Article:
BRUSSELS (Reuters) - The European Union offered Britain on Wednesday a free-trade agreement that is modest compared with what London has called for, and spells out clear limits on the access British banks could have to the bloc after the country leaves.
Below are extracts from the draft joint position of the remaining 27 EU members on their new deal with Britain.
They refer to the European Council, which comprises heads of governments of member states. The EU’s four freedoms demand free movement for goods, services, capital and people in the EU’s single market.
- The European Council recalls that negotiations can only progress as long as all commitments undertaken so far are respected in full, and calls for intensified efforts on the remaining withdrawal issues. The European Council reiterates that nothing is agreed until everything is agreed.
- The European Council restates the Union’s determination to have as close as possible a partnership with the UK in the future. Such a partnership should cover trade and economic cooperation as well as other areas, in particular the fight against terrorism and international crime, as well as security, defence and foreign policy.
- At the same time, the European Council has to take into account the repeatedly stated positions of the UK, which limit the depth of such a future partnership. Being outside the Customs Union and the Single Market will inevitably lead to frictions. Divergence in external tariffs and internal rules as well as absence of common institutions and a shared legal system, necessitates checks and controls to uphold the integrity of the EU Single Market as well as of the UK market. This unfortunately will have negative economic consequences.
- ...the European Council reiterates in particular that any agreement with the United Kingdom will have to be based on a balance of rights and obligations, and ensure a level playing field.
- The European Council recalls that the four freedoms of the Single Market are indivisible and that there can be no ‘cherry picking’ through participation based on a sector-by-sector approach, that would undermine the integrity and proper functioning of the Single Market.
- The European Council further reiterates that the Union will preserve its autonomy as regards its decision-making, which excludes participation of the United Kingdom as a third-country to EU Institutions, agencies or bodies. The role of the Court of Justice of the European Union will also be fully respected.
- ...the European Council confirms its readiness to initiate work towards a free trade agreement (FTA), to be finalised and concluded once the UK is no longer a Member State. Such an agreement cannot offer the same benefits as Membership and cannot amount to participation in the Single Market or parts thereof.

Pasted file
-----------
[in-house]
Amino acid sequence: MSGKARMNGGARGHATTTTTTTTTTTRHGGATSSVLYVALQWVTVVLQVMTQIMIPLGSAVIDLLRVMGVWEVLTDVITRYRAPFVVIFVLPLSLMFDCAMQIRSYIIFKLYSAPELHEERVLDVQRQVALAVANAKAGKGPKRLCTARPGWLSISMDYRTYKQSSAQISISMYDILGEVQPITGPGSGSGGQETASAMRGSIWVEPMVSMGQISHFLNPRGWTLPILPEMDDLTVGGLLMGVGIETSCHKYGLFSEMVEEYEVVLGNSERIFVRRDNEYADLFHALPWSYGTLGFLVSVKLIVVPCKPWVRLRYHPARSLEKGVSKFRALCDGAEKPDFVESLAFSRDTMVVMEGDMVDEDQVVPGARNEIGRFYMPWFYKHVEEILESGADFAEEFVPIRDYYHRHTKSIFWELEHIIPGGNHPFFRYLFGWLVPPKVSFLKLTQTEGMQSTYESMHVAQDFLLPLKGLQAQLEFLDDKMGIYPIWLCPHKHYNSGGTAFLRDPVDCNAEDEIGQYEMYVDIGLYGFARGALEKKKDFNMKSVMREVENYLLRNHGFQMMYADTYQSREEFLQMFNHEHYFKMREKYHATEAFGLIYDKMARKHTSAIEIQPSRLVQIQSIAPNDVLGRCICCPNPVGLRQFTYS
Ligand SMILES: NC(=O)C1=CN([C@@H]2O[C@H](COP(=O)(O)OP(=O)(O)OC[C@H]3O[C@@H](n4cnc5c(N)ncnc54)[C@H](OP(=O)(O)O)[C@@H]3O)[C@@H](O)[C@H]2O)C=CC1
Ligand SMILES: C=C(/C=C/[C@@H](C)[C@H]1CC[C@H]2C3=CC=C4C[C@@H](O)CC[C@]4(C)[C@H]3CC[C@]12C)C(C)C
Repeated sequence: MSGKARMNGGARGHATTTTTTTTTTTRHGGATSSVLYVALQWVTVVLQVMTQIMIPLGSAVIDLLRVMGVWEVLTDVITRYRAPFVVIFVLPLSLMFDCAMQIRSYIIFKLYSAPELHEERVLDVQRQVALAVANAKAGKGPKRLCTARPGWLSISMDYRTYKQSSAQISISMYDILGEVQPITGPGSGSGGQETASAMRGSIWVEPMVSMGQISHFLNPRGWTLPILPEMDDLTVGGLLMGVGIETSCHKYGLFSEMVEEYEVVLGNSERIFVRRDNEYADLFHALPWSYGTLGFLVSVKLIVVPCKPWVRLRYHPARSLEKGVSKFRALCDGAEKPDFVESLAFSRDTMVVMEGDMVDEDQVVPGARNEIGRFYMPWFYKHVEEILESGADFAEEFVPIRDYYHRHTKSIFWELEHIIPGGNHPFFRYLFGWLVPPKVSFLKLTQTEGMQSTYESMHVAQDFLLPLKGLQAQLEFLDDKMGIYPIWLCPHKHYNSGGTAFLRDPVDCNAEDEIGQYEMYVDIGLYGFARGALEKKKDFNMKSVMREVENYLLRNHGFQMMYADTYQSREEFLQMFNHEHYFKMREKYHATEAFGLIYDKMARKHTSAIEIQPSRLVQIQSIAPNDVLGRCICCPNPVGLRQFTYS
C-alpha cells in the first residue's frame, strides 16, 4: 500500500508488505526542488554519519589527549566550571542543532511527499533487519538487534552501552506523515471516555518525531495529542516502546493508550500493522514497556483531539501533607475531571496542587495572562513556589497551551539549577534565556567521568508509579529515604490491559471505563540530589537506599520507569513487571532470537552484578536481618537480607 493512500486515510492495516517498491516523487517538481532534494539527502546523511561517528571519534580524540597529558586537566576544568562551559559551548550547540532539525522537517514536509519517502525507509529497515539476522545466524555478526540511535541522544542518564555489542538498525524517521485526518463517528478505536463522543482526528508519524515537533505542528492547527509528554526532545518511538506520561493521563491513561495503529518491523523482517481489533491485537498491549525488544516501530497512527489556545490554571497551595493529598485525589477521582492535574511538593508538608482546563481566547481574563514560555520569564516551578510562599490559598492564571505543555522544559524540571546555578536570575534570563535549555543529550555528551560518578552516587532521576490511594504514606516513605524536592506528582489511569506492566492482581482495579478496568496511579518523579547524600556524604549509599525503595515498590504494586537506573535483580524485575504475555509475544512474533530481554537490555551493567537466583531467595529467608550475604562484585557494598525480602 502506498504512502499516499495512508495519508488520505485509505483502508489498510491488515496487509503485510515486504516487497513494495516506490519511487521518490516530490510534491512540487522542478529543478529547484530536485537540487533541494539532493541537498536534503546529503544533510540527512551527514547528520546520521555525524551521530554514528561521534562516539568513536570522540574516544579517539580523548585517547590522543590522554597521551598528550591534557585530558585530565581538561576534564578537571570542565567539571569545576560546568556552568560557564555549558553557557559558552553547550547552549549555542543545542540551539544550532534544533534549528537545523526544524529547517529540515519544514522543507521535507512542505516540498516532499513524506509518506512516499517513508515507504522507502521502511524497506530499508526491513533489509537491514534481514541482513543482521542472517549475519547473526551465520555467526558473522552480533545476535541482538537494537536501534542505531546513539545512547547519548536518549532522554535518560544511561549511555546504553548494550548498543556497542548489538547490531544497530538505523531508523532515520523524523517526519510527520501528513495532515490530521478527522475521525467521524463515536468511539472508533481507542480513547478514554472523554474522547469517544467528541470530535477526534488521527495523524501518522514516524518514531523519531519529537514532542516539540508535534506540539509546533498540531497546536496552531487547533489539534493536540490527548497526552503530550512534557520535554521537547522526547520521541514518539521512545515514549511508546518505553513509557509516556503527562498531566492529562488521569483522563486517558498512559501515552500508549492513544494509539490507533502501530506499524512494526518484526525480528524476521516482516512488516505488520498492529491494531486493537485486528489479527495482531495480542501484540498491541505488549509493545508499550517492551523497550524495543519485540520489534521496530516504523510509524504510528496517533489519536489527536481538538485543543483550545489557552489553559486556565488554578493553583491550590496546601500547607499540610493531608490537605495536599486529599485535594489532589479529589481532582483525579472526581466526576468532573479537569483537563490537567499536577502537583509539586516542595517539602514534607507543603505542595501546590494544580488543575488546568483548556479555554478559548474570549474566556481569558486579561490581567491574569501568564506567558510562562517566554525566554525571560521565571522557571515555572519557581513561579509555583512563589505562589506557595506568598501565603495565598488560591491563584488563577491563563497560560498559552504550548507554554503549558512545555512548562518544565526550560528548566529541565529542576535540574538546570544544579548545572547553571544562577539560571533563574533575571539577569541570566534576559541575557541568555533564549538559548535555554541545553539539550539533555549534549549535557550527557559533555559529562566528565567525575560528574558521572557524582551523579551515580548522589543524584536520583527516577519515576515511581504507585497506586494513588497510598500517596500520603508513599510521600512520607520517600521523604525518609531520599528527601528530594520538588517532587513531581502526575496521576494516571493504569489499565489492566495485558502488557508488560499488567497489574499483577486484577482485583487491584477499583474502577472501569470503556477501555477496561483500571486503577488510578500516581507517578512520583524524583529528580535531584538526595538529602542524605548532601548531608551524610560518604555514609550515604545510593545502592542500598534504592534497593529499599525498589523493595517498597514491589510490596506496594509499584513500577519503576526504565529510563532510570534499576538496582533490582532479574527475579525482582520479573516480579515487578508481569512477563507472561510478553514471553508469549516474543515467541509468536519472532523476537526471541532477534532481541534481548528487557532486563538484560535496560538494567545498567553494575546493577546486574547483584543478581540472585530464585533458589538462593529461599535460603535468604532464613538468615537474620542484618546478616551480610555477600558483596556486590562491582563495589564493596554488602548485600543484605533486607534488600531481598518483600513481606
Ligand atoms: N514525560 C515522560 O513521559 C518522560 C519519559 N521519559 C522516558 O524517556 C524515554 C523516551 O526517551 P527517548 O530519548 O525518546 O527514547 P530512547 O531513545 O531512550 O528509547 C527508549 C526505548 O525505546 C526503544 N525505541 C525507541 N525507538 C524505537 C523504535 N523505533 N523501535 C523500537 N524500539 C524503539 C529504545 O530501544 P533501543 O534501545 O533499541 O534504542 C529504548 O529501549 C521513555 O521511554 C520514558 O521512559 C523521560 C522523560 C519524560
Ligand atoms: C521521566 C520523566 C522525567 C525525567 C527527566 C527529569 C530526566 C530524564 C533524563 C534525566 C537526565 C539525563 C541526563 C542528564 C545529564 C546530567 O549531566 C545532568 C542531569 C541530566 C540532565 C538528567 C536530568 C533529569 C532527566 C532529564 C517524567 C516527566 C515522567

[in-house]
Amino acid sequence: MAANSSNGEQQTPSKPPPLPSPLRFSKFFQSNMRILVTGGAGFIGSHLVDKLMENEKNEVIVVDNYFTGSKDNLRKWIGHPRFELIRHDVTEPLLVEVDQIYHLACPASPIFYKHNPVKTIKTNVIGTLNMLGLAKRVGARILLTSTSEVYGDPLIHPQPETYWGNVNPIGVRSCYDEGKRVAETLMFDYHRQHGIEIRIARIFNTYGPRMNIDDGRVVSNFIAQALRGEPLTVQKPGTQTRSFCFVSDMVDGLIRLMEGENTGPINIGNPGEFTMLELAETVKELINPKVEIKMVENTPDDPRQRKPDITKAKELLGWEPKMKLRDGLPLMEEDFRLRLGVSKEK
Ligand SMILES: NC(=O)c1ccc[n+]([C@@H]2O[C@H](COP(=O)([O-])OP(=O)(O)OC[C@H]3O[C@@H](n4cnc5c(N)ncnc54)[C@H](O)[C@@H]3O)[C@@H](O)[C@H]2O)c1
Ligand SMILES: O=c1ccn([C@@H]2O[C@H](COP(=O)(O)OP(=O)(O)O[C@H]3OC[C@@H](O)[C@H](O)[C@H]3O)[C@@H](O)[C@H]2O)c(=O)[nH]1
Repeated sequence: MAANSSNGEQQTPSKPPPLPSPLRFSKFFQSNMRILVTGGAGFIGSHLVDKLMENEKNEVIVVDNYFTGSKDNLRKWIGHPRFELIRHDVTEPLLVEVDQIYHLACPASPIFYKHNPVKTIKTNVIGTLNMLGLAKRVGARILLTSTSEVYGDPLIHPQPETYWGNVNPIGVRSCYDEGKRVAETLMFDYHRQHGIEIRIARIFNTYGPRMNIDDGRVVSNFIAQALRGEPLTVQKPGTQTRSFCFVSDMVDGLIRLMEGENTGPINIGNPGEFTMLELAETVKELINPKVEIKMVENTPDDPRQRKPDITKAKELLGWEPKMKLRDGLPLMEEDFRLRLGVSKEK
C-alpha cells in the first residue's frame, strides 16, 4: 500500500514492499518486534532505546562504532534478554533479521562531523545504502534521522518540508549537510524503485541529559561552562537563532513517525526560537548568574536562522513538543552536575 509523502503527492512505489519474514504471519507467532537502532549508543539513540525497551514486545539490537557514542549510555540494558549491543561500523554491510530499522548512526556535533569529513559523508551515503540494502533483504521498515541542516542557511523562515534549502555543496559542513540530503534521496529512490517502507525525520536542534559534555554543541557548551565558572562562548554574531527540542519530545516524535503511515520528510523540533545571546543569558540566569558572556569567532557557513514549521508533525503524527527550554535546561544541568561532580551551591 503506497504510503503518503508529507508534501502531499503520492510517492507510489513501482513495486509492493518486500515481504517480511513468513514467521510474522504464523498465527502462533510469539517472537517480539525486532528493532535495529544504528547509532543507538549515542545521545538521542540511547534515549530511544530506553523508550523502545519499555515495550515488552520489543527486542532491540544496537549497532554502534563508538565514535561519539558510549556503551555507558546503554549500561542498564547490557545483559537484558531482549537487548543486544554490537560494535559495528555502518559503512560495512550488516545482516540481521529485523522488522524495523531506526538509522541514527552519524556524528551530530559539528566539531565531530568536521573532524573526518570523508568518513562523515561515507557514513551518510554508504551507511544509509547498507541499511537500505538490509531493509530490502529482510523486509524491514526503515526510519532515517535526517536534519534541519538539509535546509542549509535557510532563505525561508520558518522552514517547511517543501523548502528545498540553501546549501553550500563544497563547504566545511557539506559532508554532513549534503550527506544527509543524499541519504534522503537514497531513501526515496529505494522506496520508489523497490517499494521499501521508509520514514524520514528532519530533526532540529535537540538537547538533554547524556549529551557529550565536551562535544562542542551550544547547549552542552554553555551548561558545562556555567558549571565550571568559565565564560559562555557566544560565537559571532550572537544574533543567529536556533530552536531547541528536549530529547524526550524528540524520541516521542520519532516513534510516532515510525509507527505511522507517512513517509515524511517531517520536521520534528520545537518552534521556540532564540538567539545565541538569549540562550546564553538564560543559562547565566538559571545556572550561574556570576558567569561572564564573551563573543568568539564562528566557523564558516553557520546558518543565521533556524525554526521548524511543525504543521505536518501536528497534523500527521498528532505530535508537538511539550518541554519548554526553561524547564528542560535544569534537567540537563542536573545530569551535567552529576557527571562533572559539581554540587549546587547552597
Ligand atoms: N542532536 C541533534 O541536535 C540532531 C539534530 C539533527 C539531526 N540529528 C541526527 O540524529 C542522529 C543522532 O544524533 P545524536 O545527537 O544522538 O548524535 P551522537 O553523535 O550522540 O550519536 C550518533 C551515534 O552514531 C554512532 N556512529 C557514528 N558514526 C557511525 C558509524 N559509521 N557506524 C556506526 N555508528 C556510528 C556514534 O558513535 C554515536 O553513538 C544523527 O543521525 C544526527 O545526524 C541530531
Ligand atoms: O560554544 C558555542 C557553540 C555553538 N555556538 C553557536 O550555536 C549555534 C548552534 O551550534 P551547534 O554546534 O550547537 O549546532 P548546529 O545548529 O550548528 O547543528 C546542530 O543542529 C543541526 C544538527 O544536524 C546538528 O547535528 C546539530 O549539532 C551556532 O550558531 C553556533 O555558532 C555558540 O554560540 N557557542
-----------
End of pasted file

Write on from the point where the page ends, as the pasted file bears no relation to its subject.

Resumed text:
- This agreement would address:
- trade in goods, with the aim of covering all sectors, which should be subject to zero tariffs and no quantitative restrictions with appropriate accompanying rules of origin. In this context, existing reciprocal access to fishing waters and resources should be maintained.
- appropriate customs cooperation, preserving the regulatory and jurisdictional autonomy of the parties and the integrity of the EU Customs Union.
- disciplines on technical barriers to trade (TBT) and sanitary and phytosanitary standards (SPS)
- trade in services, with the aim of allowing market access to provide services under host state rules, including as regards right of establishment for providers, to an extent consistent with the fact that the UK will become a third country and the Union and the UK will no longer share a common regulatory, supervisory, enforcement and judiciary framework. The FTA should include ambitious provisions on movement of natural persons as well as a framework for the recognition of professional qualifications.
- other areas of interest to the Union, for example access to public procurement markets, investments and protection of intellectual property rights, including geographical indications.
- ...regarding aviation, the aim should be to ensure connectivity between the UK and the EU after the UK withdrawal. This would require an air transport agreement, combined with an aviation safety agreement, while ensuring a strong level playing field in a highly competitive sector.
- ....the future relationship will only deliver in a mutually satisfactory way if it includes robust guarantees which ensure a level playing field. The aim should be to prevent unfair competitive advantage that the UK could enjoy through undercutting of current levels of protection with respect to competition and state aid, tax, social, environment and regulatory measures and practices.
- ... police and judicial cooperation in criminal matters should constitute an important element of the future EU-UK relationship... The future partnership should cover effective exchanges of information, support for operational cooperation between law enforcement authorities and judicial cooperation in criminal matters.
- ...in the fields of security, defence and foreign policy there should be no gap in the EU-UK cooperation as a consequence of the UK withdrawal from the Union.
- ... personal data protection should be governed by Union rules on adequacy with a view to ensuring a level of protection essentially equivalent to that of the Union.
Compiled by Gabriela Baczynska; editing by David Stamp